Myst: The Book of Ti'ana

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Myst: The Book of Ti'ana
Book of Tiana cover.jpg
Author David Wingrove
Illustrator Tom Bowman
Publisher Hyperion
Release Date November 1996
Pages 322
ISBN 0-7868-6160-6
Preceded by Myst: The Book of Atrus
Followed by Myst: The Book of D'ni

Myst: The Book of Ti'ana is the second Myst novel, following the Book of Atrus, although its events are chronologically set a few decades earlier.

It was written by Rand Miller with David Wingrove and published in 1996. It chronicles the fall of D'ni as a result of the Revolt of Veovis in the D'ni year of 9400 DE. According to the book credits, it is supposed to be the result of the archaeological discoveries and translations of a dedicated group of Cyan employees, among them Chris Brandkamp, Richard Watson, and Ryan Miller.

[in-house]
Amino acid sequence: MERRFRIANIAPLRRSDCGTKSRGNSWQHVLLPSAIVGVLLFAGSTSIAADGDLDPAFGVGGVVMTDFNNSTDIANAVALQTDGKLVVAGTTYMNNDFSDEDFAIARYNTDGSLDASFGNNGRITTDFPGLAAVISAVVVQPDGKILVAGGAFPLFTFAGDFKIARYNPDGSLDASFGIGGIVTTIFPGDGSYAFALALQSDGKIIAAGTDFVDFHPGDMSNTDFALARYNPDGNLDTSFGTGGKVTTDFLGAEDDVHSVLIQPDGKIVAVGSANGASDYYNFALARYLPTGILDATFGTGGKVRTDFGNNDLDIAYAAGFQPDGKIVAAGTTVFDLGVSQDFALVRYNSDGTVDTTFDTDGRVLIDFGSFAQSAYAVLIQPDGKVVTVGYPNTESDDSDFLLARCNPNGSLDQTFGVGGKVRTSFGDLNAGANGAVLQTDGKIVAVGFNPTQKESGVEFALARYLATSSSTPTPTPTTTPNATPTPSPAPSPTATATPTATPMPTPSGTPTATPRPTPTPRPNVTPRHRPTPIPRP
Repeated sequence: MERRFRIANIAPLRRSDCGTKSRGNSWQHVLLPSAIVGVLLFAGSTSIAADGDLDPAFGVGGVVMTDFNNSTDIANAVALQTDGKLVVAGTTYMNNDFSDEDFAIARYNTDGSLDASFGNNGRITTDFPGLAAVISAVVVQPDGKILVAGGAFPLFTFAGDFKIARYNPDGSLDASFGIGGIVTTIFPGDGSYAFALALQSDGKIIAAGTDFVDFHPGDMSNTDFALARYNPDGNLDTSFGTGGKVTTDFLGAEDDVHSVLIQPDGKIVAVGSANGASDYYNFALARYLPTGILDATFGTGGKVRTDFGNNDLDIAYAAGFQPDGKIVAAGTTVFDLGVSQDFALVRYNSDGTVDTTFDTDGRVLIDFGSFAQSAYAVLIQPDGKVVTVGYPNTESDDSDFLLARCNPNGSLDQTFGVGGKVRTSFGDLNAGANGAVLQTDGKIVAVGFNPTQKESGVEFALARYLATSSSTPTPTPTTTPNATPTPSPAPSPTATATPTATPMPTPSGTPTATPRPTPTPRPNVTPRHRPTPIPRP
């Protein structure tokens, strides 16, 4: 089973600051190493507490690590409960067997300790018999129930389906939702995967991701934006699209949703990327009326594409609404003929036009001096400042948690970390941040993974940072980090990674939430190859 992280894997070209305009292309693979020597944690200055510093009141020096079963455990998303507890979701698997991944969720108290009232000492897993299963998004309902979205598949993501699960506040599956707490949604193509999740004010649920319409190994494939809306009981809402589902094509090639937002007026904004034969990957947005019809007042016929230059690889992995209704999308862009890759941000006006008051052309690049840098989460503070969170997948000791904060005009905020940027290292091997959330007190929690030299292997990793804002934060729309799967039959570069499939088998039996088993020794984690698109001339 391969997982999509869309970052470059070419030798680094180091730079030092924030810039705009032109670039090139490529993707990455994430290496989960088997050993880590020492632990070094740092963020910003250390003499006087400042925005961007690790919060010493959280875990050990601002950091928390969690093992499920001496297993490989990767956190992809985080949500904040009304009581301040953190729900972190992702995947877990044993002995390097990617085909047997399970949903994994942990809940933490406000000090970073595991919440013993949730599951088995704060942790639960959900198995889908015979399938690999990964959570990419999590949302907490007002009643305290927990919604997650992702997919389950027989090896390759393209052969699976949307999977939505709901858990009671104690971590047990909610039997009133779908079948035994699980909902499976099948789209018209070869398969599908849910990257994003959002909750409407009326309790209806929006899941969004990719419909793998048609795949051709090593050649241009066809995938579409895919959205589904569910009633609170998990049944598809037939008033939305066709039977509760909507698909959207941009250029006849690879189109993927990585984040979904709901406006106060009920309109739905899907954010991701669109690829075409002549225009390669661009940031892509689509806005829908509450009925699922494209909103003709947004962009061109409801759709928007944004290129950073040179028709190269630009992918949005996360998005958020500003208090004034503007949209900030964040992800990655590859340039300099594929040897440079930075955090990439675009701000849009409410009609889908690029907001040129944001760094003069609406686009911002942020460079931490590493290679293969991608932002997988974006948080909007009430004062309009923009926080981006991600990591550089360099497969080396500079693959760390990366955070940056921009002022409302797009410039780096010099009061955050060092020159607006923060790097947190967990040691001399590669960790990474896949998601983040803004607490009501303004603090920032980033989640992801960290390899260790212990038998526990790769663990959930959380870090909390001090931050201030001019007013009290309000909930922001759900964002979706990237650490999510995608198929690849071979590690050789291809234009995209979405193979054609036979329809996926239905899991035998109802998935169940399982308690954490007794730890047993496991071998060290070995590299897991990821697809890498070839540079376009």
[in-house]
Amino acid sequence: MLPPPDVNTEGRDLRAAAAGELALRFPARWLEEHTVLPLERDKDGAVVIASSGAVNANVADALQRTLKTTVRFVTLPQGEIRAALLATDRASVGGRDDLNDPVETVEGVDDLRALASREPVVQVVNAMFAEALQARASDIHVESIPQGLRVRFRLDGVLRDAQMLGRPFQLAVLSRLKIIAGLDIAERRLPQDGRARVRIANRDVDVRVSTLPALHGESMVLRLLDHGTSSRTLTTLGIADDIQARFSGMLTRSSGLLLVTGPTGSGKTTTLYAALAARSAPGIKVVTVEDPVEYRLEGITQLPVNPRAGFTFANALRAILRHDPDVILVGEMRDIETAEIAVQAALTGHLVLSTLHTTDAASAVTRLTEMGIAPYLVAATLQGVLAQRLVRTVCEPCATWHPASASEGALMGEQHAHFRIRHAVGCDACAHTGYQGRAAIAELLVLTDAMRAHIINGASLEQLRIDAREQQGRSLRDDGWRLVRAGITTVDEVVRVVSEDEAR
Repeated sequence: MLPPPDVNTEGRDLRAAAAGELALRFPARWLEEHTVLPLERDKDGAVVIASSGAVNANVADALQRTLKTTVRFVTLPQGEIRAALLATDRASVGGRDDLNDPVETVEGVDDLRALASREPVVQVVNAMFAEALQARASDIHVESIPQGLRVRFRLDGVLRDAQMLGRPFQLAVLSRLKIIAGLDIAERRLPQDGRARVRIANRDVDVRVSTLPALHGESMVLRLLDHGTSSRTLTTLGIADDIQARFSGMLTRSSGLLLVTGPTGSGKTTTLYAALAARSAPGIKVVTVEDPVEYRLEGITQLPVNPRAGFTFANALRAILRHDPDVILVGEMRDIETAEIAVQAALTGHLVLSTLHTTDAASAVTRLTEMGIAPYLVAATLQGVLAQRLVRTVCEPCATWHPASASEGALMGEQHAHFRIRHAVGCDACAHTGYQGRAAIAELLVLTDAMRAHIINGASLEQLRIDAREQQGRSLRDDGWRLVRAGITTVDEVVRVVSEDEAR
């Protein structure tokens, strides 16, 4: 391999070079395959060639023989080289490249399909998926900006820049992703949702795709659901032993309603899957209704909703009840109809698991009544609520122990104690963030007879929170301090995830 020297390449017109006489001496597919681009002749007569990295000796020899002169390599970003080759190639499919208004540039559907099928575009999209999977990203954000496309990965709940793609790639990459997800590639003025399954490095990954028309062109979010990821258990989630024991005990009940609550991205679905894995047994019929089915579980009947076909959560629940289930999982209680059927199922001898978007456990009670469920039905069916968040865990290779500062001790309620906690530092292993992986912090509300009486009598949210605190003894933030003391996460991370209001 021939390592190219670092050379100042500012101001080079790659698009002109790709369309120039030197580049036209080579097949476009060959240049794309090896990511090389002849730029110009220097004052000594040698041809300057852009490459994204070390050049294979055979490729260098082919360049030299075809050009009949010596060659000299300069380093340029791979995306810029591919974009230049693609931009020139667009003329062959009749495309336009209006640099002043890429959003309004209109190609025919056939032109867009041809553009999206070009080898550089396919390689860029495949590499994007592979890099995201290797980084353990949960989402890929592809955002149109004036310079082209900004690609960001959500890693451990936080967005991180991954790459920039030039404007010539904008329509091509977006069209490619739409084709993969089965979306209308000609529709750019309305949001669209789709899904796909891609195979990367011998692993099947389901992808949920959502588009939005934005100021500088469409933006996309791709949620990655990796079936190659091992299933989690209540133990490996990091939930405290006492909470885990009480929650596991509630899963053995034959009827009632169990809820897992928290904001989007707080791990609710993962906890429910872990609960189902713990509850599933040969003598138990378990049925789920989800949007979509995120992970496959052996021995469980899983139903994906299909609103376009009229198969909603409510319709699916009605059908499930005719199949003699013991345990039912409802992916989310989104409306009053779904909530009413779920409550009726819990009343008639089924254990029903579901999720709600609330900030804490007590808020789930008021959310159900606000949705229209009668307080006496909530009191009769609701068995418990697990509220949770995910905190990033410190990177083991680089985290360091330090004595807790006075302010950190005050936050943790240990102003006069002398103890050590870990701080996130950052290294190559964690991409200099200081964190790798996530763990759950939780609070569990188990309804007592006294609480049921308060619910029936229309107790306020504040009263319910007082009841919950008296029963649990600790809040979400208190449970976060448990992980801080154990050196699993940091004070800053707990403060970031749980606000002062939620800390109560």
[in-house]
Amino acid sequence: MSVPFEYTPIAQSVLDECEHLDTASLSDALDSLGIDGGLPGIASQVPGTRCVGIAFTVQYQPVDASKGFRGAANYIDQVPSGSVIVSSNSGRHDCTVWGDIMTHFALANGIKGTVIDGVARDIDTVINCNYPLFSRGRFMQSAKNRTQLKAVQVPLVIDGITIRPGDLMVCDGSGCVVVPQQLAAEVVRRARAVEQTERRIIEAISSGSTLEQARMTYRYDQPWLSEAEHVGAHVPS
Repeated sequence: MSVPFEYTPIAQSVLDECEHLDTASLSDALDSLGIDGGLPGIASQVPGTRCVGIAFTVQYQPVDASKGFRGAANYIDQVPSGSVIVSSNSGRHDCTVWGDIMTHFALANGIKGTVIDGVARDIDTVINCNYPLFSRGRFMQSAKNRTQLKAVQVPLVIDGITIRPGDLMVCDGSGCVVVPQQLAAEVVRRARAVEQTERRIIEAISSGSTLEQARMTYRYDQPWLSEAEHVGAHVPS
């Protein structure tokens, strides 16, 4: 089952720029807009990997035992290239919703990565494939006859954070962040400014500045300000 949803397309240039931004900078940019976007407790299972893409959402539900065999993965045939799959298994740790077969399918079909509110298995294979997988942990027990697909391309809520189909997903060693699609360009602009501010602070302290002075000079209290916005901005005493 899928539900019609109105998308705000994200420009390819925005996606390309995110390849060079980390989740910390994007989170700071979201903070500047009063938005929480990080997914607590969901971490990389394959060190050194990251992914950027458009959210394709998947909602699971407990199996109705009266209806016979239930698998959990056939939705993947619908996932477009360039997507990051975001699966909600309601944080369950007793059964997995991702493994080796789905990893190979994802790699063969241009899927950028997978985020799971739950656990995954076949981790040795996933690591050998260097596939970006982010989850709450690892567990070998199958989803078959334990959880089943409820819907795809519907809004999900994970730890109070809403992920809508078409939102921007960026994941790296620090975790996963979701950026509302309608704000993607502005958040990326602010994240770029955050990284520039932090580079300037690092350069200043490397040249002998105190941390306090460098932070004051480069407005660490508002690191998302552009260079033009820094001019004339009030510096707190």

Illustrations are inspired by Wingrove's descriptions in the book. The inside of the front cover has Aitrus' map (poster-size in the hardcover edition), a detailed schematic of the D'ni cave system and the Great Shaft and is considered by Cyan representatives to be an exact replica of a D'ni map.[1]

The book is decorated with the D'ni number for 17. Its reason and significance are unknown; it has been speculated that it could be a reference to the seventeen numbered nodes (or "seals") along the map to the surface.

Book Description[edit]

The book description reads:

The ages of Myst are worlds of adventure and awe; of mystery and beauty; of intrigue and betrayal. You have seen a glimpse of the picture, and know the history of Catherine and Atrus. Now take a step further in the fictional legend of Myst.
These pages are your link to the story of Ti'ana—known among humans as Anna—the first woman from the outside world to enter the domain of the D'ni. She wandered into a place she never should have seen, and her intelligence and wisdom surprised some. And terrified others. When one young lord befriends her, then marries her, all layers of D'ni society are shaken. But no one realizes just how deeply.